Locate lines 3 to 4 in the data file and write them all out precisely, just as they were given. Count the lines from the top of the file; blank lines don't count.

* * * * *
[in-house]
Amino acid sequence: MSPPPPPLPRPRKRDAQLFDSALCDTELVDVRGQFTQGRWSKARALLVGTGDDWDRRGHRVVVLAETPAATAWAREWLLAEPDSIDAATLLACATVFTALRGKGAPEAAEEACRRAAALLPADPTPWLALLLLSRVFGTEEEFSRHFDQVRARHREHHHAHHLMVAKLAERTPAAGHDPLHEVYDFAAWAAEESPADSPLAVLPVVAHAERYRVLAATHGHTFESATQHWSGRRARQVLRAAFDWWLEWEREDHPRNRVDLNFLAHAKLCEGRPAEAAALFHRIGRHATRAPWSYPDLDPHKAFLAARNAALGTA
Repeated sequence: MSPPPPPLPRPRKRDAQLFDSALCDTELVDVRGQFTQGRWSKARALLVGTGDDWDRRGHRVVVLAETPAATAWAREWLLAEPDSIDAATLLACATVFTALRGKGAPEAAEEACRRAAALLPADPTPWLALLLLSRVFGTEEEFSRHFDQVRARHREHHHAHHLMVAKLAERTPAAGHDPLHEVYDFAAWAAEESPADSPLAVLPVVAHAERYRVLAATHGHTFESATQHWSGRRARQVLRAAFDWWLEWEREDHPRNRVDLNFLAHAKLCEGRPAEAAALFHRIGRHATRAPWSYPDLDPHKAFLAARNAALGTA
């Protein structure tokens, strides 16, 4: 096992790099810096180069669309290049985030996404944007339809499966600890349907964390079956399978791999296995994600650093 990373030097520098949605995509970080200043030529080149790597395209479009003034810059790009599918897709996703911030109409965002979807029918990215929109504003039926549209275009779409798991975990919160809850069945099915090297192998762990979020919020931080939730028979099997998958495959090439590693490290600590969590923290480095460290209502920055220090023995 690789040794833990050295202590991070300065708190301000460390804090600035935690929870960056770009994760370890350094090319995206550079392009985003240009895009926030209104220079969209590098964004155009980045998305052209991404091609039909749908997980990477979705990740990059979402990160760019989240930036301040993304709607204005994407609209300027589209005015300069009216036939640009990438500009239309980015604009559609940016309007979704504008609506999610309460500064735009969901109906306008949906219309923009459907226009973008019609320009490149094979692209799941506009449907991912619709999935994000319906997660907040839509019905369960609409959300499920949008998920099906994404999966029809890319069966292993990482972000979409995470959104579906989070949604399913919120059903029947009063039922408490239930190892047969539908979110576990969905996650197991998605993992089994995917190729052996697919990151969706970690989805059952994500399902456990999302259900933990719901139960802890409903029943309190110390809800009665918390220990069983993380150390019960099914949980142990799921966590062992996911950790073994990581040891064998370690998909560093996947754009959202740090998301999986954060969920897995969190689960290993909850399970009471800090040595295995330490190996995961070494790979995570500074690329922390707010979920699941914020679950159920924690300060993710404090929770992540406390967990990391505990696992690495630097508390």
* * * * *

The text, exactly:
Repeated sequence: MSPPPPPLPRPRKRDAQLFDSALCDTELVDVRGQFTQGRWSKARALLVGTGDDWDRRGHRVVVLAETPAATAWAREWLLAEPDSIDAATLLACATVFTALRGKGAPEAAEEACRRAAALLPADPTPWLALLLLSRVFGTEEEFSRHFDQVRARHREHHHAHHLMVAKLAERTPAAGHDPLHEVYDFAAWAAEESPADSPLAVLPVVAHAERYRVLAATHGHTFESATQHWSGRRARQVLRAAFDWWLEWEREDHPRNRVDLNFLAHAKLCEGRPAEAAALFHRIGRHATRAPWSYPDLDPHKAFLAARNAALGTA
């Protein structure tokens, strides 16, 4: 096992790099810096180069669309290049985030996404944007339809499966600890349907964390079956399978791999296995994600650093 990373030097520098949605995509970080200043030529080149790597395209479009003034810059790009599918897709996703911030109409965002979807029918990215929109504003039926549209275009779409798991975990919160809850069945099915090297192998762990979020919020931080939730028979099997998958495959090439590693490290600590969590923290480095460290209502920055220090023995 690789040794833990050295202590991070300065708190301000460390804090600035935690929870960056770009994760370890350094090319995206550079392009985003240009895009926030209104220079969209590098964004155009980045998305052209991404091609039909749908997980990477979705990740990059979402990160760019989240930036301040993304709607204005994407609209300027589209005015300069009216036939640009990438500009239309980015604009559609940016309007979704504008609506999610309460500064735009969901109906306008949906219309923009459907226009973008019609320009490149094979692209799941506009449907991912619709999935994000319906997660907040839509019905369960609409959300499920949008998920099906994404999966029809890319069966292993990482972000979409995470959104579906989070949604399913919120059903029947009063039922408490239930190892047969539908979110576990969905996650197991998605993992089994995917190729052996697919990151969706970690989805059952994500399902456990999302259900933990719901139960802890409903029943309190110390809800009665918390220990069983993380150390019960099914949980142990799921966590062992996911950790073994990581040891064998370690998909560093996947754009959202740090998301999986954060969920897995969190689960290993909850399970009471800090040595295995330490190996995961070494790979995570500074690329922390707010979920699941914020679950159920924690300060993710404090929770992540406390967990990391505990696992690495630097508390």